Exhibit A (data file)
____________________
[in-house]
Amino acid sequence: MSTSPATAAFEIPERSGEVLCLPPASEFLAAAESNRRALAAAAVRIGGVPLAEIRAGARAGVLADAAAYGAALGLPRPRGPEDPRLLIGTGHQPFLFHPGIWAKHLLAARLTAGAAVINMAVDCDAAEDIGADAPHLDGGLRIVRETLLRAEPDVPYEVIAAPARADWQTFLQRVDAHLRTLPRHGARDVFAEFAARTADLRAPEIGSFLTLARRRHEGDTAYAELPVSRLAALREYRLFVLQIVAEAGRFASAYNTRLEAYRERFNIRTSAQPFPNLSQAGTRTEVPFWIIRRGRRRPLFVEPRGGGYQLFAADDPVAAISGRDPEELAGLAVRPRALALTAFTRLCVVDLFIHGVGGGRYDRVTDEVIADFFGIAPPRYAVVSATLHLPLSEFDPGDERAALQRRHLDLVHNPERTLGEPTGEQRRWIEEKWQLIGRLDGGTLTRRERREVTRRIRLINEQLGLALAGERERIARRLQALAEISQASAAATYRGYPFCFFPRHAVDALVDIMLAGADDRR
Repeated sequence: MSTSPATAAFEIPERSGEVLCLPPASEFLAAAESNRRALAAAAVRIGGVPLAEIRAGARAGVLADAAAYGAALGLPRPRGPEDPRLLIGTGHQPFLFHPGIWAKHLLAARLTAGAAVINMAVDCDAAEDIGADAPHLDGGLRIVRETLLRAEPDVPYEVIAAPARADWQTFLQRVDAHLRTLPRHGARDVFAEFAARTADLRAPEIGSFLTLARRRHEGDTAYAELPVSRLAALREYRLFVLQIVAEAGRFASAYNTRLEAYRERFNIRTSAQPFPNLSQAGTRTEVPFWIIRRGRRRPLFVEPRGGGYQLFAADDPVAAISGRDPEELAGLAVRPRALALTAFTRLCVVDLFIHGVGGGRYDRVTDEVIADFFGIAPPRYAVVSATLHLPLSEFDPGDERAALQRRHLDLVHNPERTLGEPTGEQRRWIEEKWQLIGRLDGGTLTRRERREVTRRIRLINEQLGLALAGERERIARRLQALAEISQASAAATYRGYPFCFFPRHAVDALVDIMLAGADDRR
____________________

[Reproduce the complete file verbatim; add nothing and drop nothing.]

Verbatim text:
[in-house]
Amino acid sequence: MSTSPATAAFEIPERSGEVLCLPPASEFLAAAESNRRALAAAAVRIGGVPLAEIRAGARAGVLADAAAYGAALGLPRPRGPEDPRLLIGTGHQPFLFHPGIWAKHLLAARLTAGAAVINMAVDCDAAEDIGADAPHLDGGLRIVRETLLRAEPDVPYEVIAAPARADWQTFLQRVDAHLRTLPRHGARDVFAEFAARTADLRAPEIGSFLTLARRRHEGDTAYAELPVSRLAALREYRLFVLQIVAEAGRFASAYNTRLEAYRERFNIRTSAQPFPNLSQAGTRTEVPFWIIRRGRRRPLFVEPRGGGYQLFAADDPVAAISGRDPEELAGLAVRPRALALTAFTRLCVVDLFIHGVGGGRYDRVTDEVIADFFGIAPPRYAVVSATLHLPLSEFDPGDERAALQRRHLDLVHNPERTLGEPTGEQRRWIEEKWQLIGRLDGGTLTRRERREVTRRIRLINEQLGLALAGERERIARRLQALAEISQASAAATYRGYPFCFFPRHAVDALVDIMLAGADDRR
Repeated sequence: MSTSPATAAFEIPERSGEVLCLPPASEFLAAAESNRRALAAAAVRIGGVPLAEIRAGARAGVLADAAAYGAALGLPRPRGPEDPRLLIGTGHQPFLFHPGIWAKHLLAARLTAGAAVINMAVDCDAAEDIGADAPHLDGGLRIVRETLLRAEPDVPYEVIAAPARADWQTFLQRVDAHLRTLPRHGARDVFAEFAARTADLRAPEIGSFLTLARRRHEGDTAYAELPVSRLAALREYRLFVLQIVAEAGRFASAYNTRLEAYRERFNIRTSAQPFPNLSQAGTRTEVPFWIIRRGRRRPLFVEPRGGGYQLFAADDPVAAISGRDPEELAGLAVRPRALALTAFTRLCVVDLFIHGVGGGRYDRVTDEVIADFFGIAPPRYAVVSATLHLPLSEFDPGDERAALQRRHLDLVHNPERTLGEPTGEQRRWIEEKWQLIGRLDGGTLTRRERREVTRRIRLINEQLGLALAGERERIARRLQALAEISQASAAATYRGYPFCFFPRHAVDALVDIMLAGADDRR